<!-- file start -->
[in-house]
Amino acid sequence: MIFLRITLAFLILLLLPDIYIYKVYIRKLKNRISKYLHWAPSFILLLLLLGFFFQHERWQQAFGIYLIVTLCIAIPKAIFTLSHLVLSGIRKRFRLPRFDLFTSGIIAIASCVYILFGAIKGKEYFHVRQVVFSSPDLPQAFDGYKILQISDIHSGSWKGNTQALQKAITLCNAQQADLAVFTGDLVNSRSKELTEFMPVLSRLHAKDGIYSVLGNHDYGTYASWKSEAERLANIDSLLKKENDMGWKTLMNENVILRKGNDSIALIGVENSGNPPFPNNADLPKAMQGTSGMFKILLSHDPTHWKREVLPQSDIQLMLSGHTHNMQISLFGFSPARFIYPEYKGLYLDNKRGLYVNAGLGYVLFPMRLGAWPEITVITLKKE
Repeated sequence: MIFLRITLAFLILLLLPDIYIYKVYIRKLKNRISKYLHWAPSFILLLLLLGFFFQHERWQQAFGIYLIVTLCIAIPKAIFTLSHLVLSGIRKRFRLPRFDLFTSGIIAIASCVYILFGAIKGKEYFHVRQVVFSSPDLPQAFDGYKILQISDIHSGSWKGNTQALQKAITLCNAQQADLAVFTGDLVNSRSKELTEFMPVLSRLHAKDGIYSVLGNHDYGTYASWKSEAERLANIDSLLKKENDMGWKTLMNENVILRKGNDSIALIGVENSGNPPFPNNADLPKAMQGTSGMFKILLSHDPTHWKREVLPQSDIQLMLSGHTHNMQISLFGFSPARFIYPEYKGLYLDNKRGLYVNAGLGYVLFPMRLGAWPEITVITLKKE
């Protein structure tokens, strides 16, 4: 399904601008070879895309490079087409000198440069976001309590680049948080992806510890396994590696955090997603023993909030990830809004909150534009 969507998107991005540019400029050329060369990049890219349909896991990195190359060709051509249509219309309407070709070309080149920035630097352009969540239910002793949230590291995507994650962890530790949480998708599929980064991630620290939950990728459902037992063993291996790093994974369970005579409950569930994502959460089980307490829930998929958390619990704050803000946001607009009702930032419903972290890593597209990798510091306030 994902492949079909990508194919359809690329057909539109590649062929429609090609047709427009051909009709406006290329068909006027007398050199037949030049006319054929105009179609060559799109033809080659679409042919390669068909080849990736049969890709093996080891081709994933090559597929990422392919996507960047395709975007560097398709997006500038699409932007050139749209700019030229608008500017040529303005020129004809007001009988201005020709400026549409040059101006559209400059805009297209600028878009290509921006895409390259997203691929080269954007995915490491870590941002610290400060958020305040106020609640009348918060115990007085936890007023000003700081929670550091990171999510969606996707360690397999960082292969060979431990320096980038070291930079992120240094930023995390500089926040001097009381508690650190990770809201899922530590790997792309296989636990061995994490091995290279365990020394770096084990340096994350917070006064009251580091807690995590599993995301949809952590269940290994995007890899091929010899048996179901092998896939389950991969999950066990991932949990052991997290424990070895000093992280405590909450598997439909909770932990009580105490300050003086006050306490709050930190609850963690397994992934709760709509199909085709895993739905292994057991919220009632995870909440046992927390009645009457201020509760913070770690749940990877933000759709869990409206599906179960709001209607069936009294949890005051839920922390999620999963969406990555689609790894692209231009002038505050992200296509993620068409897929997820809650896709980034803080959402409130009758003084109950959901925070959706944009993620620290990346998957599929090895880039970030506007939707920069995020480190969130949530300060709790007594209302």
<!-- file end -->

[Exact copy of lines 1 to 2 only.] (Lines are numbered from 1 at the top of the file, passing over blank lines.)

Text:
[in-house]
Amino acid sequence: MIFLRITLAFLILLLLPDIYIYKVYIRKLKNRISKYLHWAPSFILLLLLLGFFFQHERWQQAFGIYLIVTLCIAIPKAIFTLSHLVLSGIRKRFRLPRFDLFTSGIIAIASCVYILFGAIKGKEYFHVRQVVFSSPDLPQAFDGYKILQISDIHSGSWKGNTQALQKAITLCNAQQADLAVFTGDLVNSRSKELTEFMPVLSRLHAKDGIYSVLGNHDYGTYASWKSEAERLANIDSLLKKENDMGWKTLMNENVILRKGNDSIALIGVENSGNPPFPNNADLPKAMQGTSGMFKILLSHDPTHWKREVLPQSDIQLMLSGHTHNMQISLFGFSPARFIYPEYKGLYLDNKRGLYVNAGLGYVLFPMRLGAWPEITVITLKKE